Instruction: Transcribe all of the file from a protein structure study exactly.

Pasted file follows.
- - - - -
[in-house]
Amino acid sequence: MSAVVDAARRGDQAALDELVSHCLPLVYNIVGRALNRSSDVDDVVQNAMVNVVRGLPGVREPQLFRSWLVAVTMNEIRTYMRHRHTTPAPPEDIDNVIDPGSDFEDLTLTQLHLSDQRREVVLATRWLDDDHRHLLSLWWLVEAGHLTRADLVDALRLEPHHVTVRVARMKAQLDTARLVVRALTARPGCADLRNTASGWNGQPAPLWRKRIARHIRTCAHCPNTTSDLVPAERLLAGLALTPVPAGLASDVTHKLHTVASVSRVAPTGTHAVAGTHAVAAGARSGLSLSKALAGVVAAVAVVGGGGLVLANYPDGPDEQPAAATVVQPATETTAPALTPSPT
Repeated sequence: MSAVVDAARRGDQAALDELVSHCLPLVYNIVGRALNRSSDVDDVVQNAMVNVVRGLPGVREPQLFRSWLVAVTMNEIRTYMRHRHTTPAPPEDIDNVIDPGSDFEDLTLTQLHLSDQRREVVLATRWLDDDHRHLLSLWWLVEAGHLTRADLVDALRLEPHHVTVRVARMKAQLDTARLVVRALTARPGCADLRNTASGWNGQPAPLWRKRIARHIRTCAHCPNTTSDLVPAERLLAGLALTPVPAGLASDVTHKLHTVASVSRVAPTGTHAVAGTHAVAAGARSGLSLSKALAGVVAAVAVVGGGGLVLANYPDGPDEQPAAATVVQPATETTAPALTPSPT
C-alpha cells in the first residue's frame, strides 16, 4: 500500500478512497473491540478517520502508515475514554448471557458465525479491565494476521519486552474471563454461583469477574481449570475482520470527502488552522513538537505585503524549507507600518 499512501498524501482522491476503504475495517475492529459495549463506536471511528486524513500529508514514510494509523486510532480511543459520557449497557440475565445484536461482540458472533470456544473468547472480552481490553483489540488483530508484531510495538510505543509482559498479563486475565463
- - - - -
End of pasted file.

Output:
[in-house]
Amino acid sequence: MSAVVDAARRGDQAALDELVSHCLPLVYNIVGRALNRSSDVDDVVQNAMVNVVRGLPGVREPQLFRSWLVAVTMNEIRTYMRHRHTTPAPPEDIDNVIDPGSDFEDLTLTQLHLSDQRREVVLATRWLDDDHRHLLSLWWLVEAGHLTRADLVDALRLEPHHVTVRVARMKAQLDTARLVVRALTARPGCADLRNTASGWNGQPAPLWRKRIARHIRTCAHCPNTTSDLVPAERLLAGLALTPVPAGLASDVTHKLHTVASVSRVAPTGTHAVAGTHAVAAGARSGLSLSKALAGVVAAVAVVGGGGLVLANYPDGPDEQPAAATVVQPATETTAPALTPSPT
Repeated sequence: MSAVVDAARRGDQAALDELVSHCLPLVYNIVGRALNRSSDVDDVVQNAMVNVVRGLPGVREPQLFRSWLVAVTMNEIRTYMRHRHTTPAPPEDIDNVIDPGSDFEDLTLTQLHLSDQRREVVLATRWLDDDHRHLLSLWWLVEAGHLTRADLVDALRLEPHHVTVRVARMKAQLDTARLVVRALTARPGCADLRNTASGWNGQPAPLWRKRIARHIRTCAHCPNTTSDLVPAERLLAGLALTPVPAGLASDVTHKLHTVASVSRVAPTGTHAVAGTHAVAAGARSGLSLSKALAGVVAAVAVVGGGGLVLANYPDGPDEQPAAATVVQPATETTAPALTPSPT
C-alpha cells in the first residue's frame, strides 16, 4: 500500500478512497473491540478517520502508515475514554448471557458465525479491565494476521519486552474471563454461583469477574481449570475482520470527502488552522513538537505585503524549507507600518 499512501498524501482522491476503504475495517475492529459495549463506536471511528486524513500529508514514510494509523486510532480511543459520557449497557440475565445484536461482540458472533470456544473468547472480552481490553483489540488483530508484531510495538510505543509482559498479563486475565463